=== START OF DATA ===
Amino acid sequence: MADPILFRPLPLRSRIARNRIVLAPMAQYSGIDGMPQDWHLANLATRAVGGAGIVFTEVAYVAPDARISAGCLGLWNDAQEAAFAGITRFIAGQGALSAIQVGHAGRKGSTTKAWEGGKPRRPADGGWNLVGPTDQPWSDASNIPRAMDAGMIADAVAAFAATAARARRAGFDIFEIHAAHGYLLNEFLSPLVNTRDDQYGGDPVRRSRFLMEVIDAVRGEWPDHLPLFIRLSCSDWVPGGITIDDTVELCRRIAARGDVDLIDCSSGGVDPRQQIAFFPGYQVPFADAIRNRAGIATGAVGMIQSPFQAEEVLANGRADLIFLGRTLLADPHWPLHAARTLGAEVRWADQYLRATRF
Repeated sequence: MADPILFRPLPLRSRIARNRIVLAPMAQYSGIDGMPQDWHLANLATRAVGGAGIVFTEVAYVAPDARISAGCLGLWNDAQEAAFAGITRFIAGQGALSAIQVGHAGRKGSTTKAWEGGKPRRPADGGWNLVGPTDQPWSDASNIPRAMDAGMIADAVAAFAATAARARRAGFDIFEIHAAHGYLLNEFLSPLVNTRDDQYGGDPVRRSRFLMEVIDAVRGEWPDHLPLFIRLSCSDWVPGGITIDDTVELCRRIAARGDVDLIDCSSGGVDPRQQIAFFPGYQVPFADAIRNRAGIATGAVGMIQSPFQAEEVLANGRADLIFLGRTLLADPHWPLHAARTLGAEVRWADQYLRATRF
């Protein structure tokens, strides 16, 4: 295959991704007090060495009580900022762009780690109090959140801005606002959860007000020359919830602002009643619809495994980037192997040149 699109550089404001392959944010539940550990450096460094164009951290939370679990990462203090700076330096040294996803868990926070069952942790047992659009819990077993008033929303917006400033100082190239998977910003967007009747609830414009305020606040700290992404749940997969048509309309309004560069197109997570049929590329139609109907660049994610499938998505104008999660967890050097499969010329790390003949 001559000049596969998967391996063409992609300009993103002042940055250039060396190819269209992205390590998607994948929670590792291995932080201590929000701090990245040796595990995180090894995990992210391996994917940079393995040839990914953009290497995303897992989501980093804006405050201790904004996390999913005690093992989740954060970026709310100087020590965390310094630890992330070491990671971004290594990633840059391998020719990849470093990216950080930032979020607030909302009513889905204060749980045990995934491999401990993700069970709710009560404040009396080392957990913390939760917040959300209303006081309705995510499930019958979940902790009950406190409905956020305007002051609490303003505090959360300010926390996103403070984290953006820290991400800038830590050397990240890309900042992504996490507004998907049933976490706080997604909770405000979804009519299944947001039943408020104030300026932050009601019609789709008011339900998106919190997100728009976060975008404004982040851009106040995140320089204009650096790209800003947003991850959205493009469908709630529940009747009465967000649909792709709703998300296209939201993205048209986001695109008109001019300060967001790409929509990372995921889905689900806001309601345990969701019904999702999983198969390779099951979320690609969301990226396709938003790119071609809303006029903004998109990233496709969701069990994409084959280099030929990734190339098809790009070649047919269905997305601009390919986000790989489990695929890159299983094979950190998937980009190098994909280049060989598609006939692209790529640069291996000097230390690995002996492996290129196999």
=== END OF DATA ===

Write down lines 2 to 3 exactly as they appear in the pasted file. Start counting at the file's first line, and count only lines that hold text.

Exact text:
Repeated sequence: MADPILFRPLPLRSRIARNRIVLAPMAQYSGIDGMPQDWHLANLATRAVGGAGIVFTEVAYVAPDARISAGCLGLWNDAQEAAFAGITRFIAGQGALSAIQVGHAGRKGSTTKAWEGGKPRRPADGGWNLVGPTDQPWSDASNIPRAMDAGMIADAVAAFAATAARARRAGFDIFEIHAAHGYLLNEFLSPLVNTRDDQYGGDPVRRSRFLMEVIDAVRGEWPDHLPLFIRLSCSDWVPGGITIDDTVELCRRIAARGDVDLIDCSSGGVDPRQQIAFFPGYQVPFADAIRNRAGIATGAVGMIQSPFQAEEVLANGRADLIFLGRTLLADPHWPLHAARTLGAEVRWADQYLRATRF
């Protein structure tokens, strides 16, 4: 295959991704007090060495009580900022762009780690109090959140801005606002959860007000020359919830602002009643619809495994980037192997040149 699109550089404001392959944010539940550990450096460094164009951290939370679990990462203090700076330096040294996803868990926070069952942790047992659009819990077993008033929303917006400033100082190239998977910003967007009747609830414009305020606040700290992404749940997969048509309309309004560069197109997570049929590329139609109907660049994610499938998505104008999660967890050097499969010329790390003949 001559000049596969998967391996063409992609300009993103002042940055250039060396190819269209992205390590998607994948929670590792291995932080201590929000701090990245040796595990995180090894995990992210391996994917940079393995040839990914953009290497995303897992989501980093804006405050201790904004996390999913005690093992989740954060970026709310100087020590965390310094630890992330070491990671971004290594990633840059391998020719990849470093990216950080930032979020607030909302009513889905204060749980045990995934491999401990993700069970709710009560404040009396080392957990913390939760917040959300209303006081309705995510499930019958979940902790009950406190409905956020305007002051609490303003505090959360300010926390996103403070984290953006820290991400800038830590050397990240890309900042992504996490507004998907049933976490706080997604909770405000979804009519299944947001039943408020104030300026932050009601019609789709008011339900998106919190997100728009976060975008404004982040851009106040995140320089204009650096790209800003947003991850959205493009469908709630529940009747009465967000649909792709709703998300296209939201993205048209986001695109008109001019300060967001790409929509990372995921889905689900806001309601345990969701019904999702999983198969390779099951979320690609969301990226396709938003790119071609809303006029903004998109990233496709969701069990994409084959280099030929990734190339098809790009070649047919269905997305601009390919986000790989489990695929890159299983094979950190998937980009190098994909280049060989598609006939692209790529640069291996000097230390690995002996492996290129196999």